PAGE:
Ethnicity as a political resource is a seminal subject in numerous disciplines. Studies on ethnic formation, indigeneity, autochthony, nationalism, social movements, and transnational mobility often approach these topics from a particular disciplinary point of view. While most researchers agree on the significance of research on ethnic identities and their use as a socio-political resource, the various scopes and disciplinary approaches to conceptualizing these phenomena have not yet been discussed within an interdisciplinary framework.
In this roundtable, we attempt to pinpoint these similarities and differences: Are we all talking about the same thing when we use specific terms? What are the underlying paradigms behind the concept of ethnicity and related notions in different disciplines? Similarly, we intend to highlight the distinct methodological approaches used in specific fields, and to discuss how we can most effectively conceptualize and compare various scales and scopes of research. This roundtable endeavours to start a cross-disciplinary dialogue – to identify gaps, compare results, and plan future orientations.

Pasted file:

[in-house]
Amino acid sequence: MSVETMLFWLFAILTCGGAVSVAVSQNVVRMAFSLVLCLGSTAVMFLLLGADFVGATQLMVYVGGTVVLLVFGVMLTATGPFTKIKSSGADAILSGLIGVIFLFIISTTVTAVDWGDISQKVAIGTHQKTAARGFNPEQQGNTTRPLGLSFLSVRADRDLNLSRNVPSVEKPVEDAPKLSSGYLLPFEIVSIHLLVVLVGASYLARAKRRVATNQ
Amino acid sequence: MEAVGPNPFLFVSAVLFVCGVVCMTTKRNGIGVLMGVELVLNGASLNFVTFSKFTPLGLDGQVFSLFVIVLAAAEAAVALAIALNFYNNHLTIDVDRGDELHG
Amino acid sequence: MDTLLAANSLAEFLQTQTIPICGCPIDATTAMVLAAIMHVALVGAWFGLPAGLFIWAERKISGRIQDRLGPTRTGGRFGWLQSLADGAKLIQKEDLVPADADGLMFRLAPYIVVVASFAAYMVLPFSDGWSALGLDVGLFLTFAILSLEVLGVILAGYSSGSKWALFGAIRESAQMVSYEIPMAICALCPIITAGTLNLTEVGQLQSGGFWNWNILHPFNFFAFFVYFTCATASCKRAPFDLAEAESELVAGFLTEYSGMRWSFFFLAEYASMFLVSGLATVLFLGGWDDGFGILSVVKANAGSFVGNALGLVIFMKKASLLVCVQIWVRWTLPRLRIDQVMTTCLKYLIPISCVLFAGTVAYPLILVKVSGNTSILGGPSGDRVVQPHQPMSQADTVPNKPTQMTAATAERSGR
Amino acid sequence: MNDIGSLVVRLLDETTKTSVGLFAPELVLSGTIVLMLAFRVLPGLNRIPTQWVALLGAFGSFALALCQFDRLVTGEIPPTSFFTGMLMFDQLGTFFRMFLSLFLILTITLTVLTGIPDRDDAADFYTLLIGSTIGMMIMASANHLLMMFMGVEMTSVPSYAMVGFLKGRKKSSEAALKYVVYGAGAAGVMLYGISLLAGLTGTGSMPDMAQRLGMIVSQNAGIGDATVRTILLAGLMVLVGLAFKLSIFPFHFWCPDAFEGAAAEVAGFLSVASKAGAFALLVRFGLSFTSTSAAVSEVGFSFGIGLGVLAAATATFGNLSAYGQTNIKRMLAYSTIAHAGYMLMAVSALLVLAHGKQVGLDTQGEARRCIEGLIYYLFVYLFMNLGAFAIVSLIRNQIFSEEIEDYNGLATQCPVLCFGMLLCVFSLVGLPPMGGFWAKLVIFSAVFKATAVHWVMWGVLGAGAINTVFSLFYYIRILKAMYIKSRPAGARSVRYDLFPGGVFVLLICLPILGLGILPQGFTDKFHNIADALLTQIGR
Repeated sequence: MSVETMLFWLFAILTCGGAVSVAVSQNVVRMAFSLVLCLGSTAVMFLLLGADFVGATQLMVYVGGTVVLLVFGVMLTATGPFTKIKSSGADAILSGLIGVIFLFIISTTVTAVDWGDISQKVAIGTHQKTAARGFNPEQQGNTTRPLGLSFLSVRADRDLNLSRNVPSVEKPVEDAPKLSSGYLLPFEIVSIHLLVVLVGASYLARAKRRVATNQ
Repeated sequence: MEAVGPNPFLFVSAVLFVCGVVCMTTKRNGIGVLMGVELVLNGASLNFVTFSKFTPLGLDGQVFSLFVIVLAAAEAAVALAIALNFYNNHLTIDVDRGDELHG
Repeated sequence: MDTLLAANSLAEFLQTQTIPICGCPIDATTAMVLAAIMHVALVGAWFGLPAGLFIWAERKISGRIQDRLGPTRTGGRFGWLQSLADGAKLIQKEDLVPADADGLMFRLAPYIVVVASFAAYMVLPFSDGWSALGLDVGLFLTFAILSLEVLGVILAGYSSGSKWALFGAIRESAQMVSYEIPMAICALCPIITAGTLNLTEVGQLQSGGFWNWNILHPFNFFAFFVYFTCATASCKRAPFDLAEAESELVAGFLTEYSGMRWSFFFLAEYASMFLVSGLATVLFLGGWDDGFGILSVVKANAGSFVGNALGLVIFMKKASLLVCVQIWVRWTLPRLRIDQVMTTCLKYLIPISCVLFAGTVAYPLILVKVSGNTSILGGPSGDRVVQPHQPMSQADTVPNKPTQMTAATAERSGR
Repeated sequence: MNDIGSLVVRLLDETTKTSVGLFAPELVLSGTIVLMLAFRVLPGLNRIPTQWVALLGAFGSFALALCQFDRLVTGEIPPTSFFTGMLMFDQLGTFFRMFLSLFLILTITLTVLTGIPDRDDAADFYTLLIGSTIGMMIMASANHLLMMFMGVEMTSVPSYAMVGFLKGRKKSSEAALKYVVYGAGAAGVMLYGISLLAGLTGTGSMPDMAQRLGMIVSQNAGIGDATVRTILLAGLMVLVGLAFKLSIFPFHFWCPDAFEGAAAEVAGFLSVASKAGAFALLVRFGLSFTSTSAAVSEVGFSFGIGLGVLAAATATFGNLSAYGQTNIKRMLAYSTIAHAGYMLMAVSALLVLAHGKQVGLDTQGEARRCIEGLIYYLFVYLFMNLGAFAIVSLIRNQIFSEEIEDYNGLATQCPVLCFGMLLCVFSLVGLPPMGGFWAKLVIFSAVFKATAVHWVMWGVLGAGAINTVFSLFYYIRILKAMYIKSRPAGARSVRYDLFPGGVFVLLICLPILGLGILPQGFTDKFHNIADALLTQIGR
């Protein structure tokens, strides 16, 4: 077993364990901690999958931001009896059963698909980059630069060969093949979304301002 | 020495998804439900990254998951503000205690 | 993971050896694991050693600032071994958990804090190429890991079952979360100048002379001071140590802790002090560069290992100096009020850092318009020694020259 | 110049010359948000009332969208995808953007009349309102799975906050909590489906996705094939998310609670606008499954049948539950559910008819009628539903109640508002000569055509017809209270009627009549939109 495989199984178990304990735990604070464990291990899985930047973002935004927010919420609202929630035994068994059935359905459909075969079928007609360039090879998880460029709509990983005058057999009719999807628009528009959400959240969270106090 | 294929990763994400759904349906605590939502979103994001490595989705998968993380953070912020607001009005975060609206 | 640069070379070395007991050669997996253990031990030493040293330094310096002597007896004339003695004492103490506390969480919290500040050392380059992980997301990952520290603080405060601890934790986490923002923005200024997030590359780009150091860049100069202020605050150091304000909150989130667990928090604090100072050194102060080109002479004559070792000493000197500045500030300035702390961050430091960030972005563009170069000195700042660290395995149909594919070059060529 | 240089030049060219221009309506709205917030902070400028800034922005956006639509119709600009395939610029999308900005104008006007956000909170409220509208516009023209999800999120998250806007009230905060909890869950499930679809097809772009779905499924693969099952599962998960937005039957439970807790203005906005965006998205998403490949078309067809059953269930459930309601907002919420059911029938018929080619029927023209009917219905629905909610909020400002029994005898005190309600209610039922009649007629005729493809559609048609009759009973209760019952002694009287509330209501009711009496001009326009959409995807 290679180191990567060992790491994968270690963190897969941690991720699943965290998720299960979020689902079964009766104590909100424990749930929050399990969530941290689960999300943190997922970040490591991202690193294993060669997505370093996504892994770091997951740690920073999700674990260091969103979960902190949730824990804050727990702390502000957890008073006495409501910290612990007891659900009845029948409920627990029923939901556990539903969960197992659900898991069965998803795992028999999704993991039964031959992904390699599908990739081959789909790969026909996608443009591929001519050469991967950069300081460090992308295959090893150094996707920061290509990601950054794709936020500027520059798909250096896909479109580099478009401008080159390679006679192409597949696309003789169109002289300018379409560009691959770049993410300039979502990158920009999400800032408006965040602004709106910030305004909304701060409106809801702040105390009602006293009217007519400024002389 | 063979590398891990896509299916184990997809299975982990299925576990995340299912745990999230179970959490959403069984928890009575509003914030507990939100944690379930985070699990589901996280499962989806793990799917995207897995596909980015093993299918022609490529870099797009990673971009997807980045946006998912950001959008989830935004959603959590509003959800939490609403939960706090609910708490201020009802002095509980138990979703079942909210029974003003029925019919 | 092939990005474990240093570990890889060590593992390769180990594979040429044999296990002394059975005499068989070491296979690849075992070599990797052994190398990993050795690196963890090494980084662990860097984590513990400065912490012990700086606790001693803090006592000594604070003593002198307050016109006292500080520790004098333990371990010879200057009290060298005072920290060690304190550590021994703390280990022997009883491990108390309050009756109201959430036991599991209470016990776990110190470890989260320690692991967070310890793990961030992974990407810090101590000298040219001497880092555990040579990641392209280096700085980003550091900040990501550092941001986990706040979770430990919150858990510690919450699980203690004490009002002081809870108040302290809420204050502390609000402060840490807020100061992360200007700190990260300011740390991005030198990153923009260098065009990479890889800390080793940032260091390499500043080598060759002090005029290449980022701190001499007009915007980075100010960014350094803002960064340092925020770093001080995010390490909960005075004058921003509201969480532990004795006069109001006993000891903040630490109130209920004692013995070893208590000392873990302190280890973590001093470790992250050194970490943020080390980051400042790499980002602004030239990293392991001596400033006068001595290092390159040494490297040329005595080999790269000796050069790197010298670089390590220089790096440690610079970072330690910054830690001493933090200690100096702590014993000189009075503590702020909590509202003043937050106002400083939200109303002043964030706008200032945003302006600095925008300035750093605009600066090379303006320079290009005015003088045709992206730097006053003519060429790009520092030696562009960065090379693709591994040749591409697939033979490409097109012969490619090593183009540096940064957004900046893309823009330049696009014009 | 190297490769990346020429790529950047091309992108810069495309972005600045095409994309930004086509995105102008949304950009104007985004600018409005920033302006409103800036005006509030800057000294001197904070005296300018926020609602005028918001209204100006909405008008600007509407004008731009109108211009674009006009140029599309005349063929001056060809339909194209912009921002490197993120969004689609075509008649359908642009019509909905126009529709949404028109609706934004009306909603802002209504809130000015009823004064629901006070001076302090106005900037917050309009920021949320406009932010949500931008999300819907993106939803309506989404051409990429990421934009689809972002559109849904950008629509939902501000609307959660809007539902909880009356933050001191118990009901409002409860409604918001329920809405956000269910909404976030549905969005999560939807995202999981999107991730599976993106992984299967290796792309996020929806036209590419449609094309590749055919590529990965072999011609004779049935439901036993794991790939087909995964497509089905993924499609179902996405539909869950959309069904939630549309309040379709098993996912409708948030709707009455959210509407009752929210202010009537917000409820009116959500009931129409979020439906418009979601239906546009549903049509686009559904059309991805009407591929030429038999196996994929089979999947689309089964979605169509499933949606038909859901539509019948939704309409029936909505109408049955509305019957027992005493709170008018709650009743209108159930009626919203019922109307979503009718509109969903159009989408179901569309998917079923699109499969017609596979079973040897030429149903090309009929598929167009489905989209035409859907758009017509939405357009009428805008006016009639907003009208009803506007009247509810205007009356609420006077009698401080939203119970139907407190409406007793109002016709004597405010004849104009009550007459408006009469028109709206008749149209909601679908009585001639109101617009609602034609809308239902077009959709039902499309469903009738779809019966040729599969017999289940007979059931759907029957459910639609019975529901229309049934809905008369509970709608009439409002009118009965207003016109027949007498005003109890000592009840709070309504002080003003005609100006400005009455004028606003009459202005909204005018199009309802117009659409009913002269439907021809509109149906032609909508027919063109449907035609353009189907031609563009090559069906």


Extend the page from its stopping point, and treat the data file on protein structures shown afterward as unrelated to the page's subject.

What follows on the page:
1. What are the main divergences and the main convergences in the study of ethnicity across disciplines?
2. How do you recognize ethnicity – in the field when observing, when transcribing interviews, when analyzing survey data, or when looking at written or other archival records?
3. If we did not have the concept of ethnicity, what other concept(s) could fill the gap? Are Indigeneity, autochtony, nationalism, and ethnicity competing or complementary approaches to understanding the same/different phenomena?
Christoph Antweiler (University of Bonn, Germany)
Frederik Holst (Humboldt University Berlin, Germany)
Carola Lentz (Johannes Gutenberg University Mainz, Germany)
Thomas Widlok (UoC Forum Ethnicity)
Lawrence Hirschfeld (The New School For Social Research N.Y., USA)
Clemens Kroneberg (University of Cologne, Germany)
Anja Becker (UoC Forum Ethnicity)
14:00-17:30 Roundtable B: Ethnicity as a political resource in different regions of the world
14:00-16:00 Presentations and Discussion
16:00-16:30 Coffee break